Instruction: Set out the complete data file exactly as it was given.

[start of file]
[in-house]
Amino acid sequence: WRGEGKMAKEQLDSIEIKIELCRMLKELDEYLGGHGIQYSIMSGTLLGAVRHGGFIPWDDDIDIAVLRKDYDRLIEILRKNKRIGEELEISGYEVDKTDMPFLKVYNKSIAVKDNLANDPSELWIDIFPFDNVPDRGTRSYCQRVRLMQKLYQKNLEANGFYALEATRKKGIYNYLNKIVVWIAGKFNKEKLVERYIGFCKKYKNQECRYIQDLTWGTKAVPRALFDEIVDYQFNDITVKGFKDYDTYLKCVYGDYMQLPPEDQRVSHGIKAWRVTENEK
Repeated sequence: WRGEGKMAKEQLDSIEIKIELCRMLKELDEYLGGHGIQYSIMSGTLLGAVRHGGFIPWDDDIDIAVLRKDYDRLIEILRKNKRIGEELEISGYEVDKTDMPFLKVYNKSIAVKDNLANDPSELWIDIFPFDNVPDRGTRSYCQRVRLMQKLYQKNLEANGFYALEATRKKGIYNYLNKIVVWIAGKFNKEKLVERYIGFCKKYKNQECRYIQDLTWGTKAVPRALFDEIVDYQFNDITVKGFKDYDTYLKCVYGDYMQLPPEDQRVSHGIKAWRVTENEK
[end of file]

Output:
[in-house]
Amino acid sequence: WRGEGKMAKEQLDSIEIKIELCRMLKELDEYLGGHGIQYSIMSGTLLGAVRHGGFIPWDDDIDIAVLRKDYDRLIEILRKNKRIGEELEISGYEVDKTDMPFLKVYNKSIAVKDNLANDPSELWIDIFPFDNVPDRGTRSYCQRVRLMQKLYQKNLEANGFYALEATRKKGIYNYLNKIVVWIAGKFNKEKLVERYIGFCKKYKNQECRYIQDLTWGTKAVPRALFDEIVDYQFNDITVKGFKDYDTYLKCVYGDYMQLPPEDQRVSHGIKAWRVTENEK
Repeated sequence: WRGEGKMAKEQLDSIEIKIELCRMLKELDEYLGGHGIQYSIMSGTLLGAVRHGGFIPWDDDIDIAVLRKDYDRLIEILRKNKRIGEELEISGYEVDKTDMPFLKVYNKSIAVKDNLANDPSELWIDIFPFDNVPDRGTRSYCQRVRLMQKLYQKNLEANGFYALEATRKKGIYNYLNKIVVWIAGKFNKEKLVERYIGFCKKYKNQECRYIQDLTWGTKAVPRALFDEIVDYQFNDITVKGFKDYDTYLKCVYGDYMQLPPEDQRVSHGIKAWRVTENEK